n clinical health monitoring, the diagnostic machines that perform physiological measurement and stimulation through skin are connected to patients with wires and cables. Such complicated wiring can be inconvenient and distressing for both patients and physicians. For example, a patient who may have heart disease is usually required to wear a bulky monitor for a prolonged period (typically a month) in order to capture the abnormal yet rare cardiac events. The current best electrodes are gel-coated adhesive pads. Many people, particularly those who have sensitive skins, will develop a rash, and the electrode locations have to be constantly moved around, interrupting monitoring.
Man Robs to Get in Jail to Get Healthcare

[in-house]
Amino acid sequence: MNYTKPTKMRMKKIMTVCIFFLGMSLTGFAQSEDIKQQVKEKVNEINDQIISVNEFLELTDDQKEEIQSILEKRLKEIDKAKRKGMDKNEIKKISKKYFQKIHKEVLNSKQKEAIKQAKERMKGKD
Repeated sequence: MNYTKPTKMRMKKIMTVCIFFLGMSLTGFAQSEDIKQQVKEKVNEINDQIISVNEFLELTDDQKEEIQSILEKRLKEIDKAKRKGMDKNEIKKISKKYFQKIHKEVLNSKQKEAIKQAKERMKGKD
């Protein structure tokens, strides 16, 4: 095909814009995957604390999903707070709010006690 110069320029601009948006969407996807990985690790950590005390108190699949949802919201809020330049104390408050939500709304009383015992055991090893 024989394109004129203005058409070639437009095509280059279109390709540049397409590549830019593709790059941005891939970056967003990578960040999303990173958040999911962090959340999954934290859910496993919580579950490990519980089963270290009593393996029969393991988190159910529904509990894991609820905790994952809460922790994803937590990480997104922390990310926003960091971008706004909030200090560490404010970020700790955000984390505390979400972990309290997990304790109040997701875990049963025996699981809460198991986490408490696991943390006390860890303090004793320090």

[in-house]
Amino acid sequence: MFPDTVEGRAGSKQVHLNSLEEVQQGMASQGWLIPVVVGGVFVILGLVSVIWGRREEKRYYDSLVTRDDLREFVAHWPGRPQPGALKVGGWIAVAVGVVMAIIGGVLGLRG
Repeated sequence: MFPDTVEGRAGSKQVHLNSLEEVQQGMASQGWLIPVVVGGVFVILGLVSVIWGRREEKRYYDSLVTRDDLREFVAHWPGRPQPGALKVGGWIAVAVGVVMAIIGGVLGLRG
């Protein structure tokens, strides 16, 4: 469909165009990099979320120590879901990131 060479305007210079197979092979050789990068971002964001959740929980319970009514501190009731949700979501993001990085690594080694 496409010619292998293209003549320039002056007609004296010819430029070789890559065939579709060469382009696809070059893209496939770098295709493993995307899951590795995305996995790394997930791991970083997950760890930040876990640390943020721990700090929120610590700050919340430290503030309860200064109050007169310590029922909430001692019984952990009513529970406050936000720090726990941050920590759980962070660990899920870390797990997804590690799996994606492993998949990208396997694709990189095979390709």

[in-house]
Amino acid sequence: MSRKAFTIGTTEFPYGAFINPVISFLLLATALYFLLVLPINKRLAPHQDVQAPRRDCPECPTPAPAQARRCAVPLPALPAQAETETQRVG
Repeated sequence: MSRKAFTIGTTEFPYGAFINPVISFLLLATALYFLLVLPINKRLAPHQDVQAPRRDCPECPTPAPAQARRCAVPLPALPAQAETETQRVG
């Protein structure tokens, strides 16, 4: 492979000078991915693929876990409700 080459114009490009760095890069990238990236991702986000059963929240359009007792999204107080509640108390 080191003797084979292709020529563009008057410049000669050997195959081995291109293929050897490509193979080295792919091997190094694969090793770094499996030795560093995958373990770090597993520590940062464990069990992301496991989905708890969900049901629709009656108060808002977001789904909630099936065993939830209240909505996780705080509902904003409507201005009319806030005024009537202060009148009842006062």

Some people who need medical care but can't afford it go to the emergency room. Others just hope they'll get better. James Richard Verone robbed a bank. Earlier this month, Verone (pictured), a 59-year-old convenience store clerk, walked into a Gaston, N.C., bank and handed the cashier a note demanding $1 and medical attention. Then he waited calmly for police to show up. He's now in jail and has an appointment with a doctor this week. Verone's problems started when he lost the job he'd held for 17 years as a Coca Cola deliveryman, amid the economic downturn. He found new work driving a truck, but it didn't last. Eventually, he took a part-time position at the convenience store.